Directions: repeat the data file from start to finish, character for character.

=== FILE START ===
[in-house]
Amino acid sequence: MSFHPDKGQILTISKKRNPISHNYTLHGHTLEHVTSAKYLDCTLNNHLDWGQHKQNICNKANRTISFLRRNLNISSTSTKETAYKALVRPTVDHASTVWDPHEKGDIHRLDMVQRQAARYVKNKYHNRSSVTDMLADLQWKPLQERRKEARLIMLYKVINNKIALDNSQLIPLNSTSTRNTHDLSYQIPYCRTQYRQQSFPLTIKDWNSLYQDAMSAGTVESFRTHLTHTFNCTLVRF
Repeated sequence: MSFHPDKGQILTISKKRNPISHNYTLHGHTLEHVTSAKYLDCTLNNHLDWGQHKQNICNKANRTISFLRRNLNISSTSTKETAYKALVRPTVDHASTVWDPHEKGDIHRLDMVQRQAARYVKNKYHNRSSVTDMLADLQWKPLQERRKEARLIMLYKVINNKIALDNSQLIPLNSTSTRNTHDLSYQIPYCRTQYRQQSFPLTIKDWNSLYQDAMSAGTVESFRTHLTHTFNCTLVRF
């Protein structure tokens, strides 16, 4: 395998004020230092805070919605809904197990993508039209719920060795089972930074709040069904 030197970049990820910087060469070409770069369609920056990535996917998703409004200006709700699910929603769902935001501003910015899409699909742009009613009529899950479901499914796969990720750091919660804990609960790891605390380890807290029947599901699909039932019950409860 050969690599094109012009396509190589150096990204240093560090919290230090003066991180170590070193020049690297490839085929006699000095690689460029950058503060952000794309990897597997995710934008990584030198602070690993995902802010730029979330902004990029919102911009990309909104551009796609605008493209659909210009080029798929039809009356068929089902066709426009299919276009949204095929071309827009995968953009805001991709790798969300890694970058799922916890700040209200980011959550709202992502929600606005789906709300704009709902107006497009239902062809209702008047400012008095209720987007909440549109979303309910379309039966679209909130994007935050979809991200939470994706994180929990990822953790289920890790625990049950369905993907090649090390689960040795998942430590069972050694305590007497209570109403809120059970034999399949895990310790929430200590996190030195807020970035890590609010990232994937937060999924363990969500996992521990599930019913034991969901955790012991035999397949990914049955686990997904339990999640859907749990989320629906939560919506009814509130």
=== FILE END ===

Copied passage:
[in-house]
Amino acid sequence: MSFHPDKGQILTISKKRNPISHNYTLHGHTLEHVTSAKYLDCTLNNHLDWGQHKQNICNKANRTISFLRRNLNISSTSTKETAYKALVRPTVDHASTVWDPHEKGDIHRLDMVQRQAARYVKNKYHNRSSVTDMLADLQWKPLQERRKEARLIMLYKVINNKIALDNSQLIPLNSTSTRNTHDLSYQIPYCRTQYRQQSFPLTIKDWNSLYQDAMSAGTVESFRTHLTHTFNCTLVRF
Repeated sequence: MSFHPDKGQILTISKKRNPISHNYTLHGHTLEHVTSAKYLDCTLNNHLDWGQHKQNICNKANRTISFLRRNLNISSTSTKETAYKALVRPTVDHASTVWDPHEKGDIHRLDMVQRQAARYVKNKYHNRSSVTDMLADLQWKPLQERRKEARLIMLYKVINNKIALDNSQLIPLNSTSTRNTHDLSYQIPYCRTQYRQQSFPLTIKDWNSLYQDAMSAGTVESFRTHLTHTFNCTLVRF
């Protein structure tokens, strides 16, 4: 395998004020230092805070919605809904197990993508039209719920060795089972930074709040069904 030197970049990820910087060469070409770069369609920056990535996917998703409004200006709700699910929603769902935001501003910015899409699909742009009613009529899950479901499914796969990720750091919660804990609960790891605390380890807290029947599901699909039932019950409860 050969690599094109012009396509190589150096990204240093560090919290230090003066991180170590070193020049690297490839085929006699000095690689460029950058503060952000794309990897597997995710934008990584030198602070690993995902802010730029979330902004990029919102911009990309909104551009796609605008493209659909210009080029798929039809009356068929089902066709426009299919276009949204095929071309827009995968953009805001991709790798969300890694970058799922916890700040209200980011959550709202992502929600606005789906709300704009709902107006497009239902062809209702008047400012008095209720987007909440549109979303309910379309039966679209909130994007935050979809991200939470994706994180929990990822953790289920890790625990049950369905993907090649090390689960040795998942430590069972050694305590007497209570109403809120059970034999399949895990310790929430200590996190030195807020970035890590609010990232994937937060999924363990969500996992521990599930019913034991969901955790012991035999397949990914049955686990997904339990999640859907749990989320629906939560919506009814509130």